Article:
“We had been touring with Elvis for a year-and-a-half and it was the biggest tour in the music business. It was a major decision to leave Elvis, the King of Rock ‘n Roll, and join the Oaks. But when William Lee called me, there was little hesitation on my part. Now a lot of people questioned me — how could you leave Elvis and join the Oak Ridge Boys? I felt the Oak had a great deal of potential, but even I didn’t know how much potential. I didn’t know someday this would happen, being in the Country Music Hall of Fame. I think that history proves I made a pretty good decision.”

After bringing Joe and Richard into the group, they made the decision to take aim at the country market. There were hard times for a while, and Duane says they went to a friend they had met and asked to if he could take them out on tour with him.

“We had met Johnny Cash and we asked him if he could help us out by putting us on some of his shows,” Duane explained. “He said yes and he took us to Lake Tahoe, Las Vegas, and on several dates around the country. He paid us a lot more than we asked. Then he tipped us ten percent, which was about what we had asked! I think he was an angel for us here on earth, because he came into our life when we really needed someone. We went on shows, we recorded with him and we were on his television show.”

“It wasn’t just the financial help,” Richard added. “It was his words of encouragement meant as much as anything. One day in Las Vegas he called us up to his room and he said, ‘Boys, your heads are hanging a little bit, I can tell you are discouraged. You might even be thinking of hanging it up. But there’s something special about you guys, you have a magic here. I know it, you know it. If you give up you will never realize your dream. You have to find a way to stick it out and stay together. I promise you if you do that good things are gonna start happening to you. We walked out of that room with our heads held up high. We said to each other, if Johnny Cash thinks we’re gonna make it, we are gonna make it.”

A few years later, the Oaks won the Country Music Association’s Group of the Year award. Instead of going immediately to the podium to make their acceptance speech, they ran to Johnny and hugged him. Johnny said to them, ‘See I told you so.”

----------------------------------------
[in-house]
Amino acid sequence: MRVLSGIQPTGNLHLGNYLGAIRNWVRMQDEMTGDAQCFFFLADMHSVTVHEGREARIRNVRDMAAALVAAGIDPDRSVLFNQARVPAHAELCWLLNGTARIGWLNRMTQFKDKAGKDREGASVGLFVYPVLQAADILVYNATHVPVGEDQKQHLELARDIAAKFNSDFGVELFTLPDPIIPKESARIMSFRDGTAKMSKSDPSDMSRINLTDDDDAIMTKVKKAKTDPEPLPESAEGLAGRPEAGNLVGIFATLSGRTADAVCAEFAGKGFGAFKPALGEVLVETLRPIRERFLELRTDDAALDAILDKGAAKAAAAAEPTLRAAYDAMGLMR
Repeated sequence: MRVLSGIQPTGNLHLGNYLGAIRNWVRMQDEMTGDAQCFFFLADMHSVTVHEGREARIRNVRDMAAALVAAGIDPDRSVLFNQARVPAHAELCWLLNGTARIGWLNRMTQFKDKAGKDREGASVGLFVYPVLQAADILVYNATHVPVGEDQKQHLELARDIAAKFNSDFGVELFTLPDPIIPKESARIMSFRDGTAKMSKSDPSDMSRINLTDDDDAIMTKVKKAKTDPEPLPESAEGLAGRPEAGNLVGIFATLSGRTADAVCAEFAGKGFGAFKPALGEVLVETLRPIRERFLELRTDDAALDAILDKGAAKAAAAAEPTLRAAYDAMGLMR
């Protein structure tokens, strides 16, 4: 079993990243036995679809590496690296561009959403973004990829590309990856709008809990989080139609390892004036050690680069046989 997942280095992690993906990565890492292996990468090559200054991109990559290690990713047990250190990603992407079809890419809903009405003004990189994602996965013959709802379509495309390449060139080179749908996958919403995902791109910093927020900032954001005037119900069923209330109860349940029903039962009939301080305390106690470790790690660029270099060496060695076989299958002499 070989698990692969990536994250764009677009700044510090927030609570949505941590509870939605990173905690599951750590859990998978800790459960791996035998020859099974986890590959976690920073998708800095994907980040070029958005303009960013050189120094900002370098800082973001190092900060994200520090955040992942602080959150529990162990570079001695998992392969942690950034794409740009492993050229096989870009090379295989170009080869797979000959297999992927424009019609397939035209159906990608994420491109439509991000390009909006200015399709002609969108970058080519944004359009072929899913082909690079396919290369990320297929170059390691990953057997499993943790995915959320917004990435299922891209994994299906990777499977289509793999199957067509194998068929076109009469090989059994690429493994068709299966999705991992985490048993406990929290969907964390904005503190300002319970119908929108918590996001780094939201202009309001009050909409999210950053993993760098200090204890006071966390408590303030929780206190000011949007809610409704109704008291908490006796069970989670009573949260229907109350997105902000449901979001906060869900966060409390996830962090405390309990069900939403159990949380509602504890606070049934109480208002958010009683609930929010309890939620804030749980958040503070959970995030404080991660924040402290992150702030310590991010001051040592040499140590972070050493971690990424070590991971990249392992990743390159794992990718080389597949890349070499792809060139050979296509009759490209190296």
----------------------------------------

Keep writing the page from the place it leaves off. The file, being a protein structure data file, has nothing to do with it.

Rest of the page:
The country market paid off big time for the Oaks, with crossover hits “Elvira” and “Bobbie Sue,” as well as “American Made,” “Leaving Louisiana in the Broad Daylight,” “Thank God For Kids” and “I’m Settin’ Fancy Free.” The Oaks continue to record, having just released a record with both the Cracker Barrel stores and mainstream retail markets, “Rock Of Ages: Hymns and Gospel Favorites.”

Grady was a top notch guitar player and member of the A-Team in Nashville, which meant he was among the most popular session musicians in Music City during the 1960s and 1970s. His work is instantly recognizable on Willie Nelson’s “On The Road Again,” Roy Orbison’s “Oh Pretty Woman” and Marty Robbins’ “El Paso” and “Don’t Worry (‘Bout Me).” In fact, it was on the latter tune that Grady accidentally discovered what became known as the electric guitar fuzz effect when he ran the guitar he was playing on that session through a faulty channel in a mixing console. He worked with so many artists during his 30 years as one of Nashville’s most-called on guitarists that it’s hard for a music fan not to have heard him on recordings, because everyone from Brenda Lee, Buddy Holly, Joan Baez and Kris Kristofferson.

Grady also was a touring musician, most notably with Jerry Reed and Willie Nelson. He also released a few albums of his own and had his own band, the Slew Foot Five.

And of course he recorded with Elvis, who recorded many of his albums in Nashville’s RCA Studio A throughout his career. Of those Grady played on several, including “Harum Scarum” and “Collector’s Gold.”

Inductees will be officially inducted into the Hall of Fame at a ceremony that will be held later this year.